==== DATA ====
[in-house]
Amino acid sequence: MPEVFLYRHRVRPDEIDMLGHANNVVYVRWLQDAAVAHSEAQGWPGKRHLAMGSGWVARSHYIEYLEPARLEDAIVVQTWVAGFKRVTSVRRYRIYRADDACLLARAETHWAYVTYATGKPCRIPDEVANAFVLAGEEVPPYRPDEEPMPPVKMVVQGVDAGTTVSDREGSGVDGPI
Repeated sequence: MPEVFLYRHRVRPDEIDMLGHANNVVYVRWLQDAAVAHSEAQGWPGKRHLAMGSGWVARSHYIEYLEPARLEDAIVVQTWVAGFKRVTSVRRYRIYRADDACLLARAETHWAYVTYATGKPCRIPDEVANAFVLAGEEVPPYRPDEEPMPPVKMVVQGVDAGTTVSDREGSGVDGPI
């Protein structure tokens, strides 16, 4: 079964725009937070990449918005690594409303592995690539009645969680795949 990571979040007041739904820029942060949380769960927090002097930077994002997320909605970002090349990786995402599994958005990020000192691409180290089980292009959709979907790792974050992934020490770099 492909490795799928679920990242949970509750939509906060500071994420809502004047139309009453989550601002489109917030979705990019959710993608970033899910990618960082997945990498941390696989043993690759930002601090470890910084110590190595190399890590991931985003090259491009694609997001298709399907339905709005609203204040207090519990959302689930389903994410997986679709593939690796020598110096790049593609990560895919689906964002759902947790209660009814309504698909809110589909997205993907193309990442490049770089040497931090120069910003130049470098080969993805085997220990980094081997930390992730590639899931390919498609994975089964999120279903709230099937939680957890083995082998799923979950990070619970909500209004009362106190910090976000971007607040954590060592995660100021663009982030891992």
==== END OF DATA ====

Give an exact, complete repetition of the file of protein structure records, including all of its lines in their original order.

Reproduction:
[in-house]
Amino acid sequence: MPEVFLYRHRVRPDEIDMLGHANNVVYVRWLQDAAVAHSEAQGWPGKRHLAMGSGWVARSHYIEYLEPARLEDAIVVQTWVAGFKRVTSVRRYRIYRADDACLLARAETHWAYVTYATGKPCRIPDEVANAFVLAGEEVPPYRPDEEPMPPVKMVVQGVDAGTTVSDREGSGVDGPI
Repeated sequence: MPEVFLYRHRVRPDEIDMLGHANNVVYVRWLQDAAVAHSEAQGWPGKRHLAMGSGWVARSHYIEYLEPARLEDAIVVQTWVAGFKRVTSVRRYRIYRADDACLLARAETHWAYVTYATGKPCRIPDEVANAFVLAGEEVPPYRPDEEPMPPVKMVVQGVDAGTTVSDREGSGVDGPI
């Protein structure tokens, strides 16, 4: 079964725009937070990449918005690594409303592995690539009645969680795949 990571979040007041739904820029942060949380769960927090002097930077994002997320909605970002090349990786995402599994958005990020000192691409180290089980292009959709979907790792974050992934020490770099 492909490795799928679920990242949970509750939509906060500071994420809502004047139309009453989550601002489109917030979705990019959710993608970033899910990618960082997945990498941390696989043993690759930002601090470890910084110590190595190399890590991931985003090259491009694609997001298709399907339905709005609203204040207090519990959302689930389903994410997986679709593939690796020598110096790049593609990560895919689906964002759902947790209660009814309504698909809110589909997205993907193309990442490049770089040497931090120069910003130049470098080969993805085997220990980094081997930390992730590639899931390919498609994975089964999120279903709230099937939680957890083995082998799923979950990070619970909500209004009362106190910090976000971007607040954590060592995660100021663009982030891992």